[Phpmyadmin-devel] GSoC Idea: Improved Status Page with Statistics

Michal Čihař michal at cihar.com
Sat Mar 26 15:11:09 CET 2011


Dne Fri, 25 Mar 2011 00:16:55 +0100
Tyron Madlener <tyronx at gmail.com> napsal(a):

> On Thu, Mar 24, 2011 at 1:49 PM, Michal Čihař <michal at cihar.com> wrote:
> > Hi
> >
> > Dne Tue, 22 Mar 2011 21:05:06 +0100
> > Tyron Madlener <tyronx at gmail.com> napsal(a):
> >
> >> I sometimes missed a feature to see how much load the MySQL Server
> >> receives. The phpmyadmin status page unfortunately only shows current
> >> and total values. So my proposal is:
> >
> > Yes, the reason for this is problematic collection of historical data.
> > Please check mailing list archives, this topic has been heavily
> > discussed last year, when charts were being implemented.
> Thanks, I read up the 2 conversations from last years GSoC. Were there
> any other?

I don't remember exactly, but that should be it.

> It was mentioned that phpMyAdmin could use something like the mytop
> utility. I fully agree on that, I wonder why it didn't get any
> response.

mytop just displays current state as well, it just peridically
refreshes it, right? However displaying live status, eventually with
chart keeping history of (some) status variables could be useful.

> >> Unfortunately making such charts would probably require the user to
> >> install some sort of cronjob and we have to store a history of records
> >> to make the charts. So it either would need to pollute the mysql
> >> database with a table or we store it in a text file.
> >
> > You should come with acceptable solution to this. cron job is something
> > you really can not do on most hostings, what is quite limiting.
> Well, theoretically it could be an automated mechanism that attempts
> to add a cronjob via the exec() function.

This usually won't work on a hosting.

> Or actually before that,
> check if we can call the cronjob tool at all. So it will be just
> available to people who actually have access to cronjobs, and everyone
> else will just get to see an error message. Alternatively, there are
> also free cronjob services (e.g. http://www.setcronjob.com/) for which
> we could supply a php file to call and record the data.

This would need to handle authentication somehow, what I find

> What I could do however without a cronjob or custom data recording is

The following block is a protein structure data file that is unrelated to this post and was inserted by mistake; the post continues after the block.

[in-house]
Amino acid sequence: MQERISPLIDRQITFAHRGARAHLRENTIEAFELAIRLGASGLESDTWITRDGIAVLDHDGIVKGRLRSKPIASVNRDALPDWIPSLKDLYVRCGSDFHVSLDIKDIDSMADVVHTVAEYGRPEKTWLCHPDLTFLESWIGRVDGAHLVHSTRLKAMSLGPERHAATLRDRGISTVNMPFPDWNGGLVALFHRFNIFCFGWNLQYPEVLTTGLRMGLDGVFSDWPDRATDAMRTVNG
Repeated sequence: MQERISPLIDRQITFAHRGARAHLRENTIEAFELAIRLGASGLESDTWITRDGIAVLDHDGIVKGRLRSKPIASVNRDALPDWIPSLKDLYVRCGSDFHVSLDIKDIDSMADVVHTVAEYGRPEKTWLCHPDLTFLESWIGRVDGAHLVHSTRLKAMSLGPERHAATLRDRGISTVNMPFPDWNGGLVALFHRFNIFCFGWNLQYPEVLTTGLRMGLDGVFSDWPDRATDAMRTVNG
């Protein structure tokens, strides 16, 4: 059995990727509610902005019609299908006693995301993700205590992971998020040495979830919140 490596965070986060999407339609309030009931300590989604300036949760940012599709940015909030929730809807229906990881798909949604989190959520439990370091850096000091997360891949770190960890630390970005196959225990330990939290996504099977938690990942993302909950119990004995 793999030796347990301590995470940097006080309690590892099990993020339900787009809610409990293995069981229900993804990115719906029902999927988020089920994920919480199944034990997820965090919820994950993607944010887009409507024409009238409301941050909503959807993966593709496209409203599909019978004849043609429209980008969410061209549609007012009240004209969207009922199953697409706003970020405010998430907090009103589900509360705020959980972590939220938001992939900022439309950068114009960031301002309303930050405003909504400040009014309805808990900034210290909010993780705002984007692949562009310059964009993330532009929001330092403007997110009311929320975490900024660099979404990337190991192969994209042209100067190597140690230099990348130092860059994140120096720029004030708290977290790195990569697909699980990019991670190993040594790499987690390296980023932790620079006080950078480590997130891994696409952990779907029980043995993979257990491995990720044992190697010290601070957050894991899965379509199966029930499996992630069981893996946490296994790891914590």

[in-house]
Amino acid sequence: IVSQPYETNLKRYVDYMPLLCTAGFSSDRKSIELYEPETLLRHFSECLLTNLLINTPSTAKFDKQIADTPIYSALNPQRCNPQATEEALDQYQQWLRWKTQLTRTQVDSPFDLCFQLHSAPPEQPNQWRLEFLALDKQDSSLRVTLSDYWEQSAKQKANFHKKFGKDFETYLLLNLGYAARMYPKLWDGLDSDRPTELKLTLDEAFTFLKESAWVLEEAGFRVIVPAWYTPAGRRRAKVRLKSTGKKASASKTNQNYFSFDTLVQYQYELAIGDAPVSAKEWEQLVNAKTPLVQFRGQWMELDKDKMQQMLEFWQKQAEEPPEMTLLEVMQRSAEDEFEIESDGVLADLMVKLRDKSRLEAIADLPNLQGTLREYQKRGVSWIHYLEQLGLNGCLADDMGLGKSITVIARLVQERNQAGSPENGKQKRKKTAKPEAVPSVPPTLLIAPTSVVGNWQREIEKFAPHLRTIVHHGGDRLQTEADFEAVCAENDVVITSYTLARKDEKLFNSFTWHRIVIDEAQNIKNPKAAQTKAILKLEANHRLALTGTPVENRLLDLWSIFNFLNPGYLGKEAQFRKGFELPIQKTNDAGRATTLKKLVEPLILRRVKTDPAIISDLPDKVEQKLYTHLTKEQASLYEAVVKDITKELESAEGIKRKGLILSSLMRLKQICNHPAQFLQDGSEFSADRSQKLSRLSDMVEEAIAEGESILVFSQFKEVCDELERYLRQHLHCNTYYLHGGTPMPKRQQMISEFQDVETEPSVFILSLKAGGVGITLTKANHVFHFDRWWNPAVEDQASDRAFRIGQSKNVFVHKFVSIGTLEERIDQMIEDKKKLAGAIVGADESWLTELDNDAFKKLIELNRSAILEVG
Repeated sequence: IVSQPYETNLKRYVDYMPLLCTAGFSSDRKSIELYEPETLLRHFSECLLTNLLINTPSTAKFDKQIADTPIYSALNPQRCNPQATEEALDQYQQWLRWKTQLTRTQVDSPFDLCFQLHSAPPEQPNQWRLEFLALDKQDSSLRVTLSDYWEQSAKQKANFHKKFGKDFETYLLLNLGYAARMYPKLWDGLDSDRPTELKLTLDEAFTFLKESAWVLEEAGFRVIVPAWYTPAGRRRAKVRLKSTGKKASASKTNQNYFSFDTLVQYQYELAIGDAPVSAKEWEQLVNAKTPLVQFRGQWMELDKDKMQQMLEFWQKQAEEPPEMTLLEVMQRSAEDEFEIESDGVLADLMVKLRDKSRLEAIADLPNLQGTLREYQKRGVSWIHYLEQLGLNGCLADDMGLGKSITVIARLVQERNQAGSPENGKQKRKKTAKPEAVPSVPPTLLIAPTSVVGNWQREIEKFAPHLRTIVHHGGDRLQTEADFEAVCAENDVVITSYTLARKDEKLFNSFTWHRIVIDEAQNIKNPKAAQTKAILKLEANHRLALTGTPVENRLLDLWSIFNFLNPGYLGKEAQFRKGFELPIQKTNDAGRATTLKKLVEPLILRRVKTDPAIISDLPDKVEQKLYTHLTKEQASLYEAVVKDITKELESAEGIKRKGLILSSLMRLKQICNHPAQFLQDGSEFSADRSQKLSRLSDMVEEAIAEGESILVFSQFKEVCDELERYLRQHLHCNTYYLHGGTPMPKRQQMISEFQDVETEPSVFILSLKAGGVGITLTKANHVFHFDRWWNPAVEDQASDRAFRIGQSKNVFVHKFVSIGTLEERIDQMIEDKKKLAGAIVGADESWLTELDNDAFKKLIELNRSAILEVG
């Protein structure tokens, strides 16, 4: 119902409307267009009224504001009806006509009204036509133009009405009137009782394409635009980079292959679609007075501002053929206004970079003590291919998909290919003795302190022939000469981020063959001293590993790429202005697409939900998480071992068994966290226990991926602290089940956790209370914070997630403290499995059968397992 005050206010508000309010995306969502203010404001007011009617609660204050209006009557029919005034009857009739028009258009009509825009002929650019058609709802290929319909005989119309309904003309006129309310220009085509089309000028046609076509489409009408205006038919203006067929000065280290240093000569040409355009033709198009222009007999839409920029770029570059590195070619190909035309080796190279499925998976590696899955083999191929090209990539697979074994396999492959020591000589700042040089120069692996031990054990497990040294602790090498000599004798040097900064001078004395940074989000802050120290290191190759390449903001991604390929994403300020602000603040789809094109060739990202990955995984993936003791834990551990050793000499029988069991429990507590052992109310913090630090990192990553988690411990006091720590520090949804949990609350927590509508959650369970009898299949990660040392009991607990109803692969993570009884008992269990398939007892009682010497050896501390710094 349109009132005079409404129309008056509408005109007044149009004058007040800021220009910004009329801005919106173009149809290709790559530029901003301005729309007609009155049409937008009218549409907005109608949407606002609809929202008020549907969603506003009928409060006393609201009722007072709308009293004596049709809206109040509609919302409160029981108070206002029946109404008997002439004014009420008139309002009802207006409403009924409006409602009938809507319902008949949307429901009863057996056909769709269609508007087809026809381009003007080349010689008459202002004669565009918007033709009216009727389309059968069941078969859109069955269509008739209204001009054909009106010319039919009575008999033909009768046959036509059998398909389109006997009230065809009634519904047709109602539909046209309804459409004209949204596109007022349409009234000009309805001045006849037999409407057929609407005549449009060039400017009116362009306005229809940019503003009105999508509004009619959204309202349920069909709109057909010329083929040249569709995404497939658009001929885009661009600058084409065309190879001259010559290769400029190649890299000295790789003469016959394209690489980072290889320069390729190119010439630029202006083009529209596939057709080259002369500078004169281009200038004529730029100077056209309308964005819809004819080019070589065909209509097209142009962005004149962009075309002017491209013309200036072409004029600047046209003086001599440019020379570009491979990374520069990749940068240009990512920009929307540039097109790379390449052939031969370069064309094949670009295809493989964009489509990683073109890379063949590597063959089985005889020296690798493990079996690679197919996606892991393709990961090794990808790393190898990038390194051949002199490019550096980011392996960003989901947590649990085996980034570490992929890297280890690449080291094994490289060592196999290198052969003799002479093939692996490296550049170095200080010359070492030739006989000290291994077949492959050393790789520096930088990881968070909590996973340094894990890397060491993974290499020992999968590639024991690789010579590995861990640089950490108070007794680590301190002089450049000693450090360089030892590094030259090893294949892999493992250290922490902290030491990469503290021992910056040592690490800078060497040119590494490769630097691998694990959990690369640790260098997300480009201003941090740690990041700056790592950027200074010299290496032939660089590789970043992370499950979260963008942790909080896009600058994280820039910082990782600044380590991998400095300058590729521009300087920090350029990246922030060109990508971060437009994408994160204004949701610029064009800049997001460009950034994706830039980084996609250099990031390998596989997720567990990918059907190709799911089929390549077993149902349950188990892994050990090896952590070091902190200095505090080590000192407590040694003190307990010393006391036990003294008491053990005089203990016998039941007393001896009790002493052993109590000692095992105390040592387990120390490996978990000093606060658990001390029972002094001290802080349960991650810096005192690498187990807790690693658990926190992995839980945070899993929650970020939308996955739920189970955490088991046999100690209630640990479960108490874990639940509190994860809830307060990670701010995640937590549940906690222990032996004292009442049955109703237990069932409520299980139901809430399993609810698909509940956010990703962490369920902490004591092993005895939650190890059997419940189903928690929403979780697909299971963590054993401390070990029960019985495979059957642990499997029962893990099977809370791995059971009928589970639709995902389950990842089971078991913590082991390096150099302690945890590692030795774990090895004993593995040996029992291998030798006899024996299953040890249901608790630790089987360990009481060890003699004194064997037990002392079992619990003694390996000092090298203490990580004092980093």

> to build some query statistics. We can enable MySQLs general_log
> (http://dev.mysql.com/doc/refman/5.1/en/query-log.html) globally and
> it does all the recording for us (in the 'mysql' database).

Which will be disabled in most cases due to performance reasons.

> Or even better, when setting these variables
> set global log_output="TABLE";
> set global slow_query_log=On;
> set global long_query_time=0;  (only works with MySQL 5.1.21 and above)
> ... we can actually record the query time, rows examined, rows sent
> and more data about each query. With one huge drawback however,
> logging to a table gives us only an accuracy of 1 second. 

This would not work for regular users I guess.

> Nonetheless,
> that Information is still better than none. Also for a extended
> analysis we could also enable profiling for one session and "replay"
> the recorded SELECT queries and get the exact time as well. Well, not
> that exact since the database may have changed by then.
> A few ideas what information we could extract from this 2 logs:
> - Chart with list of most accessed tables (including the type of the
> - List of slowest queries
> - Most queried SELECTs that use non-indexed fields in the WHERE
> clause. That definitely would have helped me on some occasions ;)
> - Most common queries (groupable by database, table, field?)
> - Some more food for thought:
> http://www.mysqlperformanceblog.com/2011/01/10/how-to-identify-bad-queries-in-mysql
> & http://www.mysqlperformanceblog.com/2006/09/06/slow-query-log-analyzes-tools/

Yes, slow query log analysis would be useful, however AFAIK there is no
way to access the log from within MySQL, you need to access filesystem
of MySQL server, what complicates things (MySQL server is often remote).

> I could build some code around this in a modular way so other
> developers could easily add other types of statistics or perfomances
> measures.
> What do you think?

There is definitely some information, which can be obtained, but it can
be hard in many cases.

	Michal Čihař | http://cihar.com | http://phpmyadmin.cz
-------------- next part --------------
A non-text attachment was scrubbed...
Name: signature.asc
Type: application/pgp-signature
Size: 836 bytes
Desc: not available
URL: <http://lists.phpmyadmin.net/pipermail/developers/attachments/20110326/03e0d69e/attachment.sig>

More information about the Developers mailing list